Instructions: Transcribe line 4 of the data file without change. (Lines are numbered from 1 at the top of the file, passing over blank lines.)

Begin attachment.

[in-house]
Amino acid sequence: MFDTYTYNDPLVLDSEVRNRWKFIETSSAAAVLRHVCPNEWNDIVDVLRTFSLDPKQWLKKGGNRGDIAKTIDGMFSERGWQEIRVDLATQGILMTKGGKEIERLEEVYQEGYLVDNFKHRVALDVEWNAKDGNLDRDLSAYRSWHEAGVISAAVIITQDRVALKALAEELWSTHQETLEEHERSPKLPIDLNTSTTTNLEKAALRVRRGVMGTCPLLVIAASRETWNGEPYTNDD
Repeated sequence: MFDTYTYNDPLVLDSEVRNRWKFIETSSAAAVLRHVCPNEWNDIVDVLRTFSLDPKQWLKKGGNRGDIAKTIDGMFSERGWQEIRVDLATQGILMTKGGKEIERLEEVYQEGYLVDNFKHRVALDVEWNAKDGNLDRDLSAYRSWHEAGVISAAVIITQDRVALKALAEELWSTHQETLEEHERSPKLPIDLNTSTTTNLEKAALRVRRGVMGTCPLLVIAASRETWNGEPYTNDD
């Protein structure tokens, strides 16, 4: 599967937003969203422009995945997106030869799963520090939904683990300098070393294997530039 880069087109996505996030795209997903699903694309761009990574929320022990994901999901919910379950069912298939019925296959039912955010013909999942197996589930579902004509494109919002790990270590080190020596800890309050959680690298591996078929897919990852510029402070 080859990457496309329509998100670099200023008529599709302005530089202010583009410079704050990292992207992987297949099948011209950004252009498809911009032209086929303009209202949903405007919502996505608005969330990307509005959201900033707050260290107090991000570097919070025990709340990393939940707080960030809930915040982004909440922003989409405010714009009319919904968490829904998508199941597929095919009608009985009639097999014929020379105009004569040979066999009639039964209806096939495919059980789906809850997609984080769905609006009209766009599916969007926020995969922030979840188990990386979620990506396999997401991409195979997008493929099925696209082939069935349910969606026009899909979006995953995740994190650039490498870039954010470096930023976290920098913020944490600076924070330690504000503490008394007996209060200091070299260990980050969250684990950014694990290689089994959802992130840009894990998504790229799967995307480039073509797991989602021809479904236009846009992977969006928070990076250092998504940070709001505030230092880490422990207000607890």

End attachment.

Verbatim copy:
């Protein structure tokens, strides 16, 4: 599967937003969203422009995945997106030869799963520090939904683990300098070393294997530039 880069087109996505996030795209997903699903694309761009990574929320022990994901999901919910379950069912298939019925296959039912955010013909999942197996589930579902004509494109919002790990270590080190020596800890309050959680690298591996078929897919990852510029402070 080859990457496309329509998100670099200023008529599709302005530089202010583009410079704050990292992207992987297949099948011209950004252009498809911009032209086929303009209202949903405007919502996505608005969330990307509005959201900033707050260290107090991000570097919070025990709340990393939940707080960030809930915040982004909440922003989409405010714009009319919904968490829904998508199941597929095919009608009985009639097999014929020379105009004569040979066999009639039964209806096939495919059980789906809850997609984080769905609006009209766009599916969007926020995969922030979840188990990386979620990506396999997401991409195979997008493929099925696209082939069935349910969606026009899909979006995953995740994190650039490498870039954010470096930023976290920098913020944490600076924070330690504000503490008394007996209060200091070299260990980050969250684990950014694990290689089994959802992130840009894990998504790229799967995307480039073509797991989602021809479904236009846009992977969006928070990076250092998504940070709001505030230092880490422990207000607890």